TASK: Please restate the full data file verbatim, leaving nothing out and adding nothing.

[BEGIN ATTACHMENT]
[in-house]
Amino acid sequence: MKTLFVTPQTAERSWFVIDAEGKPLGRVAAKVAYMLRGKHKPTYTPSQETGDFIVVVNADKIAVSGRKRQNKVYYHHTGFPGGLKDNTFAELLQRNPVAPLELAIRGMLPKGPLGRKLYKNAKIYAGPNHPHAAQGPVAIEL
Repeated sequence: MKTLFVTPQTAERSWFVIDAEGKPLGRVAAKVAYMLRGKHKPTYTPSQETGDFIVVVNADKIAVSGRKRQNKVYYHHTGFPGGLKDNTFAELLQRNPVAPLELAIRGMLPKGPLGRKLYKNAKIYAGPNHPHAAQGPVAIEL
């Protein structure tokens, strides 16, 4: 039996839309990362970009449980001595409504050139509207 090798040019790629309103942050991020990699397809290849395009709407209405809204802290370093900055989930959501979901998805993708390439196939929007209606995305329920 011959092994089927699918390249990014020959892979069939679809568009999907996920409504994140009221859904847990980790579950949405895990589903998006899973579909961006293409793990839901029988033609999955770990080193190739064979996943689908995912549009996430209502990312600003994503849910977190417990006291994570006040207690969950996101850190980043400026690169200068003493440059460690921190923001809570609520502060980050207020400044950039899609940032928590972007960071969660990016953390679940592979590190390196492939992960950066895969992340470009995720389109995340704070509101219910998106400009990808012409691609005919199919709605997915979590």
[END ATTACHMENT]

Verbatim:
[in-house]
Amino acid sequence: MKTLFVTPQTAERSWFVIDAEGKPLGRVAAKVAYMLRGKHKPTYTPSQETGDFIVVVNADKIAVSGRKRQNKVYYHHTGFPGGLKDNTFAELLQRNPVAPLELAIRGMLPKGPLGRKLYKNAKIYAGPNHPHAAQGPVAIEL
Repeated sequence: MKTLFVTPQTAERSWFVIDAEGKPLGRVAAKVAYMLRGKHKPTYTPSQETGDFIVVVNADKIAVSGRKRQNKVYYHHTGFPGGLKDNTFAELLQRNPVAPLELAIRGMLPKGPLGRKLYKNAKIYAGPNHPHAAQGPVAIEL
């Protein structure tokens, strides 16, 4: 039996839309990362970009449980001595409504050139509207 090798040019790629309103942050991020990699397809290849395009709407209405809204802290370093900055989930959501979901998805993708390439196939929007209606995305329920 011959092994089927699918390249990014020959892979069939679809568009999907996920409504994140009221859904847990980790579950949405895990589903998006899973579909961006293409793990839901029988033609999955770990080193190739064979996943689908995912549009996430209502990312600003994503849910977190417990006291994570006040207690969950996101850190980043400026690169200068003493440059460690921190923001809570609520502060980050207020400044950039899609940032928590972007960071969660990016953390679940592979590190390196492939992960950066895969992340470009995720389109995340704070509101219910998106400009990808012409691609005919199919709605997915979590």